Sea History 039 - Spring 1986

Page 41

first flush of saving them is easy. There is excitement in that. But the further task of preserving them is not easy at all. There isn't much excitement in the process called maintenance. I wonder what will happen next. A register that says that more than seven hundred vessels have been saved

"a rushing sense of history in which the race and its good works must be preserved.'' tells us that there has been a mighty upsurge in the last decade or so. I remember much leaner times . Can we sustain the seven hundred? Can we dredge up enough of that much duller stuff called maintenance? Dull and frighteningly expensive if we are really going to do a thorough job. I am totally optimistic. I think the innate romance in men and the sentiments of women are going to o'erflood the situation. There is almost enough of this now and an exponential advantage exists. The will to preserve is bound to increase , but the number of restorable ships has a limit. But maintenance doesn't have to be dull--or even expensive. With good leadership it can be joyous and satisfying. Witness the Australians not fitting new bulwarks and fantail to the eighty-fouryear-old tug Waratah the easy way , by welding, but doing the job to original specs, all rivetted. And all done by volunteers!* Anyway , the whole world scene is to be found in Mr. Brouwer's book. Each of the seven hundred odd craft is described by a satisfying formula the author has devised that tells us what we need to know. What was the vessel , what was her use , what was her size, her rig , her propulsion, who built her, when , who owned her originally, who owns her now , what is her condition, what is her significance, what are her prospects? There has never been a book like this , although it is good to see Mr. Brouwer citing earlier works covering portions of the subject such as Graeme Andrews Veteran Ships of Australia and New Zealand, Otmar Schauffelen 's Great Sailing Ships, and, of course, Harold Underhill. I, for one, never expected to see them all between covers-three seagoing monitors from the 1860s , sixty-five har*The only ship rivetters currently on tap in New York Harbor are in the Wavertree Ganga volunteer group dedicated to the restoration of another iron ship under the leadership of Honorary Trustee Jakob lsbrandtsen. ED .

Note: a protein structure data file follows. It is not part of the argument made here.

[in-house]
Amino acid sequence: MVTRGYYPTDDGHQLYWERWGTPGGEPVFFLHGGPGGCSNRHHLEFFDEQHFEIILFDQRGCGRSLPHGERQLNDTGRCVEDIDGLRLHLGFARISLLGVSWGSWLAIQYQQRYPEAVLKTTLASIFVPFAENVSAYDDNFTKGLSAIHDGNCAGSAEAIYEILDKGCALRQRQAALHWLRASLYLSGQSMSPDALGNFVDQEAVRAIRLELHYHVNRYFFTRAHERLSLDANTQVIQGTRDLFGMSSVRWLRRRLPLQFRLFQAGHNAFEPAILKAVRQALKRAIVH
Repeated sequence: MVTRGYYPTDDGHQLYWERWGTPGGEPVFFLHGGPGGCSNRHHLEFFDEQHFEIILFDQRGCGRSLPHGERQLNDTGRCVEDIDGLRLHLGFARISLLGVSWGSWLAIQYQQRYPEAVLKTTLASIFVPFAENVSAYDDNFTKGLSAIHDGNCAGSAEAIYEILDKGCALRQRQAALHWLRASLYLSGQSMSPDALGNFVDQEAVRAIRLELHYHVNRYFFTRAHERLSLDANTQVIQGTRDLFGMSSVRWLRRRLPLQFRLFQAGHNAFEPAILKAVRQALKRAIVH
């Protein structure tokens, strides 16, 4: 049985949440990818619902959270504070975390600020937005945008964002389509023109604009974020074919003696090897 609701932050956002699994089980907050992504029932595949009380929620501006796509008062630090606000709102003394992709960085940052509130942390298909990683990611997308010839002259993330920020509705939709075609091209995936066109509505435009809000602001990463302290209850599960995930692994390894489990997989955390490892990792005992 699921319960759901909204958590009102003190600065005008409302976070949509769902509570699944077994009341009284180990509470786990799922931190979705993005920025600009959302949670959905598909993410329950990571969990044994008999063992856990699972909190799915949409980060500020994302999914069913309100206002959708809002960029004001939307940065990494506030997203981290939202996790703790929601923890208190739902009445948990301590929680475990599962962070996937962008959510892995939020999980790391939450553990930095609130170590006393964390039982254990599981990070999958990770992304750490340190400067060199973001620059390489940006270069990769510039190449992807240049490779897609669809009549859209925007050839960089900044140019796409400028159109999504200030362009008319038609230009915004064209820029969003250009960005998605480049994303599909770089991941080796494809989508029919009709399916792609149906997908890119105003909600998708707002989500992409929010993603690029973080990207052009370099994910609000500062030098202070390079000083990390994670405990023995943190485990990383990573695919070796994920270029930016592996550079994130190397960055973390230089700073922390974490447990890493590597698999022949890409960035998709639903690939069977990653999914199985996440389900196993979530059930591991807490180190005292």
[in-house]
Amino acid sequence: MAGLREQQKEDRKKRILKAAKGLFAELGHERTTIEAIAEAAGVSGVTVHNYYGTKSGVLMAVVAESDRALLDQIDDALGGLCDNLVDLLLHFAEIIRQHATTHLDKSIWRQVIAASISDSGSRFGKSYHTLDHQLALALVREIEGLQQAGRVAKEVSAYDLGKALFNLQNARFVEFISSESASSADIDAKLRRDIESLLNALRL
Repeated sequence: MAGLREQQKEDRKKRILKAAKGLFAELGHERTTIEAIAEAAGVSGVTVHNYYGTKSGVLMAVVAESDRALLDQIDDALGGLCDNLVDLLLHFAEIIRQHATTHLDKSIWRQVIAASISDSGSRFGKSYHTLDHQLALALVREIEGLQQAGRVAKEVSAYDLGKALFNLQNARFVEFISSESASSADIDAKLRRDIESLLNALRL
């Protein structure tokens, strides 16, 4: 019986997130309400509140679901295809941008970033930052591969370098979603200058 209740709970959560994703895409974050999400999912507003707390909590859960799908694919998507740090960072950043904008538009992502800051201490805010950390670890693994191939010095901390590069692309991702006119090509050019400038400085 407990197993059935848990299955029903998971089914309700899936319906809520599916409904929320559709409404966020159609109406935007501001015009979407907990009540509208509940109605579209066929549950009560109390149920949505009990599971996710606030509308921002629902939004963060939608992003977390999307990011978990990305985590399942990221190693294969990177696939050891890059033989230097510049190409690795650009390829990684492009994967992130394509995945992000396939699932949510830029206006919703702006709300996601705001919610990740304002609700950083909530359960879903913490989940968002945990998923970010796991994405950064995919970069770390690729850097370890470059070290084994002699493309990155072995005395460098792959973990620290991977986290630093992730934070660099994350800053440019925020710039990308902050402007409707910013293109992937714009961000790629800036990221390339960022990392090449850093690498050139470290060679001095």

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JACK NASTYFACE Memoirs of an English Seaman By Dudley Pope The real Jack Nastyface writes from the viewpoint of th e ordinary

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SEAFARING UNDER SAIL The Life of the Merchant Seaman


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Edited by Brian Lavery Published here for the first time. th is detailed trea tise was written in 1670 as the first lucid exposi tion of a complete system of naval arc hitecture. 128 pages. 88 iII us. 4 apps.

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!or !h~ North f\)k

By James E. Valle A captivating book that offers an intimate glimpse into the disciplinary practices and social structure of the U.S. Navy in the days of sail. 339 pages. Ill us. Glossary. Index.

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THE TEA CLIPPERS Their History and Development, 1833-1875

NELSON'S BLOOD The Story of Naval Rum By Leonard P. Gut/ridge Here is a rive ting account of America's tragic 1879 dash for the North Pole and the cover-up that followed. 296 pages. Illus. Bibliog. Index.

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By David R. MacGregor Famous ships of th e tea trade are described and beautifu ll y illus路 trated in this handsome large路 format book. 255 pages. 247 illus.

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